Trinidad: Woman Who Caught On Fire During C-Section Files Lawsuit

(TRINIDAD EXPRESS) – LEGAL action has been filed against the Eastern Regional Health Authority (ERHA) by attorneys representing a woman who caught on fire while giving birth at the Sangre Grande Hospital in 2016.

The action was filed at the Hall of Justice in Port of Spain on Tuesday by attorney Martin George as the woman seeks compensation from the authority because of its alleged negligence.

The woman, 34-year-old Clarisa James, was caught on fire while doctors were in the process of preparing her for a cesarean section operation resulting in major burns and scars that has continued to affect her daily life as well as her marriage.

According to the claim, in March 2016, James went to the hospital to deliver her third child. While there, medical staff doused her with excessive amounts of rubbing alcohol in preparation for the surgery.

But during the course of the procedure, the surgical drapes in the operating theatre caught on fire with the flame later engulfing James.

She suffered first and second degree burns to the left side of her body abdomen, and breasts, leaving her skin oozing, raw and excruciatingly tender to the touch.

The claim went on to state that the doctors continued with the medical procedure and the baby was eventually delivered.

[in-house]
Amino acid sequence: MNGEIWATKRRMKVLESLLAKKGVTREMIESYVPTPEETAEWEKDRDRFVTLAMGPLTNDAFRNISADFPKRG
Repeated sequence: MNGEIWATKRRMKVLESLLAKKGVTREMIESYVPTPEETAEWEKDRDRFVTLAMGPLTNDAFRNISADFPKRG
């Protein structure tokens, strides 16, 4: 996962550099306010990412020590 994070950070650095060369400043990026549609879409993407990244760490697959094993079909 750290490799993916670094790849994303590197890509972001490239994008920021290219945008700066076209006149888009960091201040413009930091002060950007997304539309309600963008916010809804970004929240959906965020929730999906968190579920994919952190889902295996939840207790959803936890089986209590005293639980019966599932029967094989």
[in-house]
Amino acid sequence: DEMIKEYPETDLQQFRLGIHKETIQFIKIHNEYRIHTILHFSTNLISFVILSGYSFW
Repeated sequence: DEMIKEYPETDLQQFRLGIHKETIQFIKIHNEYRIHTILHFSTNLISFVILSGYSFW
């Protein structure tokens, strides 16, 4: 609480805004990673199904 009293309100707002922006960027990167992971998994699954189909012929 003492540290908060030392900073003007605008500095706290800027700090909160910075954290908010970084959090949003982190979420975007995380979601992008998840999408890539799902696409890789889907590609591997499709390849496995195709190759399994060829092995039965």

However, James remains with seven per cent of her body covered with unsightly burns and grotesque caked and flaked dead skin.

Further to that, the claim states that her condition has continued to affect her social, family and married life since her husband has since deserted her and the three children.

Her skin has not as yet fully healed from the burns and she is unable to properly earn a living to care for herself and the children.

James is seeking relief and redress from the ERHA and the hospital for negligence, medical negligence, special damages, loss of earnings, cost of future skin graft surgery, loss of future marriage prospects as well as aggravated and exemplary damages.

The proceedings have since been served on the ERHA giving it eight days in which to enter an appearance and 28 days in which to file its defence.

A date for the hearing of the claim is yet to be set.